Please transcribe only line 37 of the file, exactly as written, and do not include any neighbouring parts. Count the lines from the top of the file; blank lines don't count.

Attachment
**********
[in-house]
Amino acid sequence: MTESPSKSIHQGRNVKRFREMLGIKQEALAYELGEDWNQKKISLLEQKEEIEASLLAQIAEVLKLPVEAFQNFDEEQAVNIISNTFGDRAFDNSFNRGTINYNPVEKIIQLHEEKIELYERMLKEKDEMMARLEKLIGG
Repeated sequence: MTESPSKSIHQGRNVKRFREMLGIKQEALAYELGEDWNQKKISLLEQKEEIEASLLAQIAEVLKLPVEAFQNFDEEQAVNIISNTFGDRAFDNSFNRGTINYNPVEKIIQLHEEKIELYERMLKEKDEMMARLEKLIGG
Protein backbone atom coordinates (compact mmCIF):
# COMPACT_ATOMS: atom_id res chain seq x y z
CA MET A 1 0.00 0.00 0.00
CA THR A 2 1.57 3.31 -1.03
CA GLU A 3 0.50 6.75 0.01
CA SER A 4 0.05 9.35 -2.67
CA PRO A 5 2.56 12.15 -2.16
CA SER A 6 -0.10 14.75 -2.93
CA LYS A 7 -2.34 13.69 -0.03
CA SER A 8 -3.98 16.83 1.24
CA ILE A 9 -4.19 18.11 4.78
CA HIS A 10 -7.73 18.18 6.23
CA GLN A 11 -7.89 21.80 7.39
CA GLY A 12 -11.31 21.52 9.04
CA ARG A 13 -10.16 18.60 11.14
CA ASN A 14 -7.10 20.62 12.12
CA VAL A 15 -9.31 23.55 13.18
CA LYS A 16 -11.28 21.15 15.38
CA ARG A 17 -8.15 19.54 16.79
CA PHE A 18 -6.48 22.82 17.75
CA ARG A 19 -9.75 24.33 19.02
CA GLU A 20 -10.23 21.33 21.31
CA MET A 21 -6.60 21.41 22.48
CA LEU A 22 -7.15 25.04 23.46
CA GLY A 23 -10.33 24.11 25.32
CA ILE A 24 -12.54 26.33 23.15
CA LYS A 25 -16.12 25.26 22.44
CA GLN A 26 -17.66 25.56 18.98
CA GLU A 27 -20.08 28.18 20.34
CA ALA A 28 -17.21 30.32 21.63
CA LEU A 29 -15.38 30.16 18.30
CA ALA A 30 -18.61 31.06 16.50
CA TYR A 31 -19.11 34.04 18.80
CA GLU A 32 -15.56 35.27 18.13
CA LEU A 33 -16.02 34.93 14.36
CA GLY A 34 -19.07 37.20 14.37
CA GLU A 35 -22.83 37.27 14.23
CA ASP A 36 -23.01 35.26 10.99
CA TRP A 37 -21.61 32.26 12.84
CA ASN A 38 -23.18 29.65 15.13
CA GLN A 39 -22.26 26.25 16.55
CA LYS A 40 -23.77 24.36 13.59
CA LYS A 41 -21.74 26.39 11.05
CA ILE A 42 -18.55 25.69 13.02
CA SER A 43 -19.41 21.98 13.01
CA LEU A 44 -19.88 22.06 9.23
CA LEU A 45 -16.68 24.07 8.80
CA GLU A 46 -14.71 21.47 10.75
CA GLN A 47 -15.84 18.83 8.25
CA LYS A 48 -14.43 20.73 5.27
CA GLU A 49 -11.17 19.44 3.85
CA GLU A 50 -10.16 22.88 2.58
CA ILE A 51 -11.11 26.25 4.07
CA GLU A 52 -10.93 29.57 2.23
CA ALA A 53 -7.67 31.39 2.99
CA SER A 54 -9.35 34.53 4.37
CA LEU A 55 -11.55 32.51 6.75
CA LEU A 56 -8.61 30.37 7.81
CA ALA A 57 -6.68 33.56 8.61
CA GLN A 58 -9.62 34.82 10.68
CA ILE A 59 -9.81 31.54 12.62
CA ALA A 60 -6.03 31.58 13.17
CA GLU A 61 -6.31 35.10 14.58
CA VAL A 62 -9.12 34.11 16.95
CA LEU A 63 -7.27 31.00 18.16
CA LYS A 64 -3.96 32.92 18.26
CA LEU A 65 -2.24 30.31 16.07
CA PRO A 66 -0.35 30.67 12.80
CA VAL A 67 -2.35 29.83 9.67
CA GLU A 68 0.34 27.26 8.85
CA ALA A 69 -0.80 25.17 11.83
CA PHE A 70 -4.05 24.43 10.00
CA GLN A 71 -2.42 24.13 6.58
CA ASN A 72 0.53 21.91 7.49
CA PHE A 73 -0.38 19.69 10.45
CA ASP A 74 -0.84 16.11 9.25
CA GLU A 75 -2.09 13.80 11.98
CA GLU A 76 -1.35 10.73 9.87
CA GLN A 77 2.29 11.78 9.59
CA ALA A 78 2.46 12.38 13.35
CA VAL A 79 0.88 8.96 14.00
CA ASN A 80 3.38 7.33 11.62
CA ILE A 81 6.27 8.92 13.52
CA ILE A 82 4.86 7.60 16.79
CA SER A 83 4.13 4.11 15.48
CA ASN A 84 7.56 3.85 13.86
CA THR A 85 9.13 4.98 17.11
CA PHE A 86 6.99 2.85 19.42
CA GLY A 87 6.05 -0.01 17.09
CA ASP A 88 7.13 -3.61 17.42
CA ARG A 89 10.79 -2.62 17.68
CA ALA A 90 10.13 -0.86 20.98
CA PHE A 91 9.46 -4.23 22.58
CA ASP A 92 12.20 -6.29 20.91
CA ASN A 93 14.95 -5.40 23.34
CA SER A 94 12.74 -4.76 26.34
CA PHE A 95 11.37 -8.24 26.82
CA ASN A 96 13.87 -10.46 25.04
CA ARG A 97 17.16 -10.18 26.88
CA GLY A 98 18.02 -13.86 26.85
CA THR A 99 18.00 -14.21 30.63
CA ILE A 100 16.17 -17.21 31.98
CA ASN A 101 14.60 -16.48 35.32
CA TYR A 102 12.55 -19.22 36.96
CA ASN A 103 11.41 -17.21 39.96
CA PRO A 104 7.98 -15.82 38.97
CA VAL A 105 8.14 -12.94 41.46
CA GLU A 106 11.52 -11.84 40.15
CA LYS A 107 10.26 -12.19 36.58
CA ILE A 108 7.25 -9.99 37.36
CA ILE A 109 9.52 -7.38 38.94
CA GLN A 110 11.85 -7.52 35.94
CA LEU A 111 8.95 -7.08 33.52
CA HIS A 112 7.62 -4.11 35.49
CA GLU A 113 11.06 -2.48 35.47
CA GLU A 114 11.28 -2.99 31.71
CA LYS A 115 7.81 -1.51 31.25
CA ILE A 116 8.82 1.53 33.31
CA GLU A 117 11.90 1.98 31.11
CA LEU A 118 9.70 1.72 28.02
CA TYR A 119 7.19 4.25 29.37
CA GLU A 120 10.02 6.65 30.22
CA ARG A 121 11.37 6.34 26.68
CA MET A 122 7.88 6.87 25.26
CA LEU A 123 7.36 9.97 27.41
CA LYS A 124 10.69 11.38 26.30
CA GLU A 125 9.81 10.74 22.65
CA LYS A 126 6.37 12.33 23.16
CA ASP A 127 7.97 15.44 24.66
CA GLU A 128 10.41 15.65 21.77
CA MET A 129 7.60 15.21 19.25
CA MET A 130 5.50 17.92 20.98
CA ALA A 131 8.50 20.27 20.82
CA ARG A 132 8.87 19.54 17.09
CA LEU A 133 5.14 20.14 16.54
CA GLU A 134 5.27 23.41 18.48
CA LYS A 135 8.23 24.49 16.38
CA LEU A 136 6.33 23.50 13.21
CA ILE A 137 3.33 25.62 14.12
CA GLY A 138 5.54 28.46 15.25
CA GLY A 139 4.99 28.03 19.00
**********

CA GLU A 32 -15.56 35.27 18.13